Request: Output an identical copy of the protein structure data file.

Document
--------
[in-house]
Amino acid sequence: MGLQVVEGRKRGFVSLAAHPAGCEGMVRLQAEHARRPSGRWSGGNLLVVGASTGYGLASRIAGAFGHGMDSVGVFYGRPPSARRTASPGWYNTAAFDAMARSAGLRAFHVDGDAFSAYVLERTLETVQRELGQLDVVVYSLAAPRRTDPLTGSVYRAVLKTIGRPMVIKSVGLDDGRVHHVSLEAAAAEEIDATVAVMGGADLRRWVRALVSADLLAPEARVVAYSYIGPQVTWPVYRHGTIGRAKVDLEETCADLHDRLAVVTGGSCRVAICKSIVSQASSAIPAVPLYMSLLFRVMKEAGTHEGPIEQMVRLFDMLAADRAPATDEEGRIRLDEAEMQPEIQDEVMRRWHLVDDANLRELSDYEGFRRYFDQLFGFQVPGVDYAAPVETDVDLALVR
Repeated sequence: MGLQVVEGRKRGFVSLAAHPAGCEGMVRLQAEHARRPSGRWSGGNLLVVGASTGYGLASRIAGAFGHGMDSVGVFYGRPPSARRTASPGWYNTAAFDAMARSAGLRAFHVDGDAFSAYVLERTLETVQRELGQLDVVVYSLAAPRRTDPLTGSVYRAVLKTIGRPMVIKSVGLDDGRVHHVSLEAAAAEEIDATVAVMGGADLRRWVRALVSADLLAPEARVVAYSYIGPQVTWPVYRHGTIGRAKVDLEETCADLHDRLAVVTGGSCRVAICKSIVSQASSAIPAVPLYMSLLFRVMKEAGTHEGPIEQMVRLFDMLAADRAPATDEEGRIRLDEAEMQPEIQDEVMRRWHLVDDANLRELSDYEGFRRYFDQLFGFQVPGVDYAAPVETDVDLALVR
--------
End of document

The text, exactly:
[in-house]
Amino acid sequence: MGLQVVEGRKRGFVSLAAHPAGCEGMVRLQAEHARRPSGRWSGGNLLVVGASTGYGLASRIAGAFGHGMDSVGVFYGRPPSARRTASPGWYNTAAFDAMARSAGLRAFHVDGDAFSAYVLERTLETVQRELGQLDVVVYSLAAPRRTDPLTGSVYRAVLKTIGRPMVIKSVGLDDGRVHHVSLEAAAAEEIDATVAVMGGADLRRWVRALVSADLLAPEARVVAYSYIGPQVTWPVYRHGTIGRAKVDLEETCADLHDRLAVVTGGSCRVAICKSIVSQASSAIPAVPLYMSLLFRVMKEAGTHEGPIEQMVRLFDMLAADRAPATDEEGRIRLDEAEMQPEIQDEVMRRWHLVDDANLRELSDYEGFRRYFDQLFGFQVPGVDYAAPVETDVDLALVR
Repeated sequence: MGLQVVEGRKRGFVSLAAHPAGCEGMVRLQAEHARRPSGRWSGGNLLVVGASTGYGLASRIAGAFGHGMDSVGVFYGRPPSARRTASPGWYNTAAFDAMARSAGLRAFHVDGDAFSAYVLERTLETVQRELGQLDVVVYSLAAPRRTDPLTGSVYRAVLKTIGRPMVIKSVGLDDGRVHHVSLEAAAAEEIDATVAVMGGADLRRWVRALVSADLLAPEARVVAYSYIGPQVTWPVYRHGTIGRAKVDLEETCADLHDRLAVVTGGSCRVAICKSIVSQASSAIPAVPLYMSLLFRVMKEAGTHEGPIEQMVRLFDMLAADRAPATDEEGRIRLDEAEMQPEIQDEVMRRWHLVDDANLRELSDYEGFRRYFDQLFGFQVPGVDYAAPVETDVDLALVR